Judicial reform proceeded slowly during most of 2006, and the courts breached numerous times nearly every aspect of a defendant’s right to a fair trial, the Center for Social Development said Feb 23.
Speaking at the launch of the CSD’s annual court monitoring report, CSD Director Theary Seng said monitors witnessed little tangible reform between 2005 and 2006.
“The [judicial] system is still not independent, so that keeps things kind of at a standstill,” she said.
According to the report, violations of the right to a fair trial were primarily due to the failure of judicial officials to abide by national and international laws.
A total of 1,491 trials were monitored by the CSD in the Supreme Court, the Appeals Court, Phnom Penh Municipal Court and Kandal Provincial Court between Oct 1, 2005, and Sept 30, 2006.
Fifty-five percent of all defendants tried had no legal representation, the report found.
In addition, 31 percent of juvenile defendants were tried without counsel in the municipal and Kandal courts.
The report states that 39 percent of defendants put in pre-trial detention by the municipal and Kandal courts remained there for more than six months before receiving their hearings. Forty-six percent of juvenile defendants were kept for over six months in pre-trial detention.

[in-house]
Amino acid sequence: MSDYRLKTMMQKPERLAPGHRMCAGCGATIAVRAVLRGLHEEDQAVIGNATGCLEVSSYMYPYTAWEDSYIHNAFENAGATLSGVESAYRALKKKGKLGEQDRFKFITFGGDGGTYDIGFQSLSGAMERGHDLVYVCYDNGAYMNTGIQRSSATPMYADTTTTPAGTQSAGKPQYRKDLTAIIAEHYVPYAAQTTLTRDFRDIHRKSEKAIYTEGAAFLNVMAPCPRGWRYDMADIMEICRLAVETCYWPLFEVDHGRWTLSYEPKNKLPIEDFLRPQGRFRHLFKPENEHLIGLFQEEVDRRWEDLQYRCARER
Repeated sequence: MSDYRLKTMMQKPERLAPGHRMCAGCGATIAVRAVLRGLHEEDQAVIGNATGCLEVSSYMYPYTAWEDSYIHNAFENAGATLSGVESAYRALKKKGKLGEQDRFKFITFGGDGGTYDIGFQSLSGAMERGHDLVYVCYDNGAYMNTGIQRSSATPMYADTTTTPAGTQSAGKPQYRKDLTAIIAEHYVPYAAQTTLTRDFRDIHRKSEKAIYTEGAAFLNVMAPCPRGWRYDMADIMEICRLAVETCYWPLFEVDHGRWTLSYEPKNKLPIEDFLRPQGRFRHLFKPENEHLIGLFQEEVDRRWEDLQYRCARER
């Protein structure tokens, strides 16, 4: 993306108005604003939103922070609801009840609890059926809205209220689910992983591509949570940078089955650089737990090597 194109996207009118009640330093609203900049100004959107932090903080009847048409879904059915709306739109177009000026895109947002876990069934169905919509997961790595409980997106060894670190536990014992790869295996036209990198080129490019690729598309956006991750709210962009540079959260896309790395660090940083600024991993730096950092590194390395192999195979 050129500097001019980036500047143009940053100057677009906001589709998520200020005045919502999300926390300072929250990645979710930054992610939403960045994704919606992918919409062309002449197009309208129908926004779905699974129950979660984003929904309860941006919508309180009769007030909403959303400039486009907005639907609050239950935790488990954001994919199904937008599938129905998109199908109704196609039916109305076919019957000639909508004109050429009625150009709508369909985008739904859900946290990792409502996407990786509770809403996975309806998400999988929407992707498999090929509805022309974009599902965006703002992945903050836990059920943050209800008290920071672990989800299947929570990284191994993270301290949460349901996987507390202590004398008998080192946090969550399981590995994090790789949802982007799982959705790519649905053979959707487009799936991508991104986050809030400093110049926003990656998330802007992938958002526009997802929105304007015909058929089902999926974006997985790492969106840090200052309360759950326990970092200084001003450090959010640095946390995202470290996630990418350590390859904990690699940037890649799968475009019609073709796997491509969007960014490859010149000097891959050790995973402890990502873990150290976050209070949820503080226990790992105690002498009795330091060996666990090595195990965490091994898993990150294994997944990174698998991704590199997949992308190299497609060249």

By law, pre-trial detention for adults has a legal maximum of six months; if the accused is 13-to-18 years old, pre-trial confinement time cannot exceed two months.
Defendants were routinely denied the right to confront their accusers and cross-examine witnesses.
In the municipal court, 92 percent of trials were held without witnesses. Nonetheless, CSD put the conviction rate in that court at over 90 percent.
Chan Huon, secretary of state for the Justice Ministry, said the government was working to reform the courts, and welcomed the input of NGOs.
US Ambassador Joseph Mussomeli called on the courts to address the issues of prolonged detentions and claims by some defendants that their confessions had been coerced.
But he lauded the judiciary for generally keeping courtrooms open to the public, which he said was not common in neighboring countries.
Ke Sakhorn, deputy director of the municipal court, said that some allegations of malpractice are made by people who are bitter after being found guilty.
The lack of witnesses and victims at trials is not the fault of the court as the court summons all parties but they sometimes don’t show up, he said.
Only half of the defendants have attorneys because the accused sometimes decide not to have a lawyer, Ke Sakhorn said.
The court is reforming and has trained its personnel to “eliminate acts of stupidity,” he added.
(Additional reporting by Prak Chan Thul.)